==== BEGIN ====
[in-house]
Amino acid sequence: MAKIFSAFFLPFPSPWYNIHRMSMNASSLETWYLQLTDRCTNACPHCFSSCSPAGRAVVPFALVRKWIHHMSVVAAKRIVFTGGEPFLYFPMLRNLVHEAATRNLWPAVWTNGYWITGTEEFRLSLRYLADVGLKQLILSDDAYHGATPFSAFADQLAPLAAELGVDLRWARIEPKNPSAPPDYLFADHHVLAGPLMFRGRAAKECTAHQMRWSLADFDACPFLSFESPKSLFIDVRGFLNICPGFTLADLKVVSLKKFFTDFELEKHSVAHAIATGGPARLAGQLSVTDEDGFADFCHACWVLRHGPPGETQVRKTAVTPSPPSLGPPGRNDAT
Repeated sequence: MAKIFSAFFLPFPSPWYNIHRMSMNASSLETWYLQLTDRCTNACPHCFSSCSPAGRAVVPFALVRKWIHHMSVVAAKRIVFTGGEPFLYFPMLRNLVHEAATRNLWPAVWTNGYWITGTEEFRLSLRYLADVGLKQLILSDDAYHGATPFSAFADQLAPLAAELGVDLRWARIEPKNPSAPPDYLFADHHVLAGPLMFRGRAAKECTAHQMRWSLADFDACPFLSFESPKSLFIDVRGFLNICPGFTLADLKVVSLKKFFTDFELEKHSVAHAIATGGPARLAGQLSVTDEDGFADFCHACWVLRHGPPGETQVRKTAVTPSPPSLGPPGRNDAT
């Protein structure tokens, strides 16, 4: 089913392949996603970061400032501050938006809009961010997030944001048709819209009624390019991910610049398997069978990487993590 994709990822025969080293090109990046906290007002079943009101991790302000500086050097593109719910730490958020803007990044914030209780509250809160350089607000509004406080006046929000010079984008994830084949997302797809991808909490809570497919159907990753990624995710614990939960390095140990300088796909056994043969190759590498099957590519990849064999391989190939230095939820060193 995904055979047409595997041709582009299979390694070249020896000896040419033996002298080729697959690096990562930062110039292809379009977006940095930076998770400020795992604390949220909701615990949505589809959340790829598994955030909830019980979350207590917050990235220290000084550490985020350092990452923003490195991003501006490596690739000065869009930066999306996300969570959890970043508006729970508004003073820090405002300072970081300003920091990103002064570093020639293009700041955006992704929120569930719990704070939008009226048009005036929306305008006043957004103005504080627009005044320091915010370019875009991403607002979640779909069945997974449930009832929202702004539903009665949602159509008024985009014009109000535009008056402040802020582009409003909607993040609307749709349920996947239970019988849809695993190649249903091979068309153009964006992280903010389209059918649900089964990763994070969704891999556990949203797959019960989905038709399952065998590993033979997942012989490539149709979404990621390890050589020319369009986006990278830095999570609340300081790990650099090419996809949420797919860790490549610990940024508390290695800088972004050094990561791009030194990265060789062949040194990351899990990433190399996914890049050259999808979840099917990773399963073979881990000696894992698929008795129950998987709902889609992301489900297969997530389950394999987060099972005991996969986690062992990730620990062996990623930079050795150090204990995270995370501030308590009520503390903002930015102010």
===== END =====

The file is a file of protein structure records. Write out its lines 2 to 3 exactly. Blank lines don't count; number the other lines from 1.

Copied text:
Amino acid sequence: MAKIFSAFFLPFPSPWYNIHRMSMNASSLETWYLQLTDRCTNACPHCFSSCSPAGRAVVPFALVRKWIHHMSVVAAKRIVFTGGEPFLYFPMLRNLVHEAATRNLWPAVWTNGYWITGTEEFRLSLRYLADVGLKQLILSDDAYHGATPFSAFADQLAPLAAELGVDLRWARIEPKNPSAPPDYLFADHHVLAGPLMFRGRAAKECTAHQMRWSLADFDACPFLSFESPKSLFIDVRGFLNICPGFTLADLKVVSLKKFFTDFELEKHSVAHAIATGGPARLAGQLSVTDEDGFADFCHACWVLRHGPPGETQVRKTAVTPSPPSLGPPGRNDAT
Repeated sequence: MAKIFSAFFLPFPSPWYNIHRMSMNASSLETWYLQLTDRCTNACPHCFSSCSPAGRAVVPFALVRKWIHHMSVVAAKRIVFTGGEPFLYFPMLRNLVHEAATRNLWPAVWTNGYWITGTEEFRLSLRYLADVGLKQLILSDDAYHGATPFSAFADQLAPLAAELGVDLRWARIEPKNPSAPPDYLFADHHVLAGPLMFRGRAAKECTAHQMRWSLADFDACPFLSFESPKSLFIDVRGFLNICPGFTLADLKVVSLKKFFTDFELEKHSVAHAIATGGPARLAGQLSVTDEDGFADFCHACWVLRHGPPGETQVRKTAVTPSPPSLGPPGRNDAT